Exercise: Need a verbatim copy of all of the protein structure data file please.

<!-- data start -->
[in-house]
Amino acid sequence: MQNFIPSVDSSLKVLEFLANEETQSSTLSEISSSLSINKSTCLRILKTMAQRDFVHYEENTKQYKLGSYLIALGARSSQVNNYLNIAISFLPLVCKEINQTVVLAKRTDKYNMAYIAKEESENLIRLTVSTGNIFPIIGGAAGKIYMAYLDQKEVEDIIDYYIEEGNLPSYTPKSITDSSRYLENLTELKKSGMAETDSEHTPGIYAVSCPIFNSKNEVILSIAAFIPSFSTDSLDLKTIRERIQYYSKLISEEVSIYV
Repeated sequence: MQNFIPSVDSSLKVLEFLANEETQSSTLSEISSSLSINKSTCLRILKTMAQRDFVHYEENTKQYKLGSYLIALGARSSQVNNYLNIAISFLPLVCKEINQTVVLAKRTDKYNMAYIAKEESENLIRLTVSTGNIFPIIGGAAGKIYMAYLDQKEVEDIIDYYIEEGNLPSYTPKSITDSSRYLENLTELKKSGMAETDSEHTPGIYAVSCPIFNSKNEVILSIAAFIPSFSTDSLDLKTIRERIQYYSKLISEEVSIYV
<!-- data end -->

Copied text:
[in-house]
Amino acid sequence: MQNFIPSVDSSLKVLEFLANEETQSSTLSEISSSLSINKSTCLRILKTMAQRDFVHYEENTKQYKLGSYLIALGARSSQVNNYLNIAISFLPLVCKEINQTVVLAKRTDKYNMAYIAKEESENLIRLTVSTGNIFPIIGGAAGKIYMAYLDQKEVEDIIDYYIEEGNLPSYTPKSITDSSRYLENLTELKKSGMAETDSEHTPGIYAVSCPIFNSKNEVILSIAAFIPSFSTDSLDLKTIRERIQYYSKLISEEVSIYV
Repeated sequence: MQNFIPSVDSSLKVLEFLANEETQSSTLSEISSSLSINKSTCLRILKTMAQRDFVHYEENTKQYKLGSYLIALGARSSQVNNYLNIAISFLPLVCKEINQTVVLAKRTDKYNMAYIAKEESENLIRLTVSTGNIFPIIGGAAGKIYMAYLDQKEVEDIIDYYIEEGNLPSYTPKSITDSSRYLENLTELKKSGMAETDSEHTPGIYAVSCPIFNSKNEVILSIAAFIPSFSTDSLDLKTIRERIQYYSKLISEEVSIYV